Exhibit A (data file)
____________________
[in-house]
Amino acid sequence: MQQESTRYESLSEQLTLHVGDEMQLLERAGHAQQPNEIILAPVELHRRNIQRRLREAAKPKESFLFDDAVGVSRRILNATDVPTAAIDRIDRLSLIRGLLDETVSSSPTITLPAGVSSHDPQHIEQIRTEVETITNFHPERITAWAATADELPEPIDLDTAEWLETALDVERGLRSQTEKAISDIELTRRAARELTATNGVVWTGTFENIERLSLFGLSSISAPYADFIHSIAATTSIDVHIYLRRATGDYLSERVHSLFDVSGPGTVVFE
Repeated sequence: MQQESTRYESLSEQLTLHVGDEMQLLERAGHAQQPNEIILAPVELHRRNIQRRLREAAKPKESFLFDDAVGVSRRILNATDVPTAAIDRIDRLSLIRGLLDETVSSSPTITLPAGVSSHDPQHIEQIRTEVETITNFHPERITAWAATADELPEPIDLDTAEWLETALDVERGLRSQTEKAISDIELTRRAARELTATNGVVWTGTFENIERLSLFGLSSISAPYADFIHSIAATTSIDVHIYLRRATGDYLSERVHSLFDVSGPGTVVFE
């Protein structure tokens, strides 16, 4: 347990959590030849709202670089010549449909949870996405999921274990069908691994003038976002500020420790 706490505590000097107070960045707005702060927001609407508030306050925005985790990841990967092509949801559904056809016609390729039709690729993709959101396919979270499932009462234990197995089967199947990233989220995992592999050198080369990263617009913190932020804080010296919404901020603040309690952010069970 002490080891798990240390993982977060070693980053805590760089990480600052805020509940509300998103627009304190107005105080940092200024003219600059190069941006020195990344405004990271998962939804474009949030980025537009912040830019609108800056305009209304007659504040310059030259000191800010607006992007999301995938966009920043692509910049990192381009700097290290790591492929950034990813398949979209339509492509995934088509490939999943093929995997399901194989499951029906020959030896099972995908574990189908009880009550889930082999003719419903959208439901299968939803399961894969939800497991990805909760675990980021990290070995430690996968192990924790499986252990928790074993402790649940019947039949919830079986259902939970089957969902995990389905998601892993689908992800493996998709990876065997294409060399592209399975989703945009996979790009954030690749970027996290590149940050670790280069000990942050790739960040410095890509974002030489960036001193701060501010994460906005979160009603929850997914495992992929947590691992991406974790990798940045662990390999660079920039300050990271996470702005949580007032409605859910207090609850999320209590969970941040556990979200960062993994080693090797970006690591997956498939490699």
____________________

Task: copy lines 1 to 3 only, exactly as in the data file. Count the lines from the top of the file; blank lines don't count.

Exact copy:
[in-house]
Amino acid sequence: MQQESTRYESLSEQLTLHVGDEMQLLERAGHAQQPNEIILAPVELHRRNIQRRLREAAKPKESFLFDDAVGVSRRILNATDVPTAAIDRIDRLSLIRGLLDETVSSSPTITLPAGVSSHDPQHIEQIRTEVETITNFHPERITAWAATADELPEPIDLDTAEWLETALDVERGLRSQTEKAISDIELTRRAARELTATNGVVWTGTFENIERLSLFGLSSISAPYADFIHSIAATTSIDVHIYLRRATGDYLSERVHSLFDVSGPGTVVFE
Repeated sequence: MQQESTRYESLSEQLTLHVGDEMQLLERAGHAQQPNEIILAPVELHRRNIQRRLREAAKPKESFLFDDAVGVSRRILNATDVPTAAIDRIDRLSLIRGLLDETVSSSPTITLPAGVSSHDPQHIEQIRTEVETITNFHPERITAWAATADELPEPIDLDTAEWLETALDVERGLRSQTEKAISDIELTRRAARELTATNGVVWTGTFENIERLSLFGLSSISAPYADFIHSIAATTSIDVHIYLRRATGDYLSERVHSLFDVSGPGTVVFE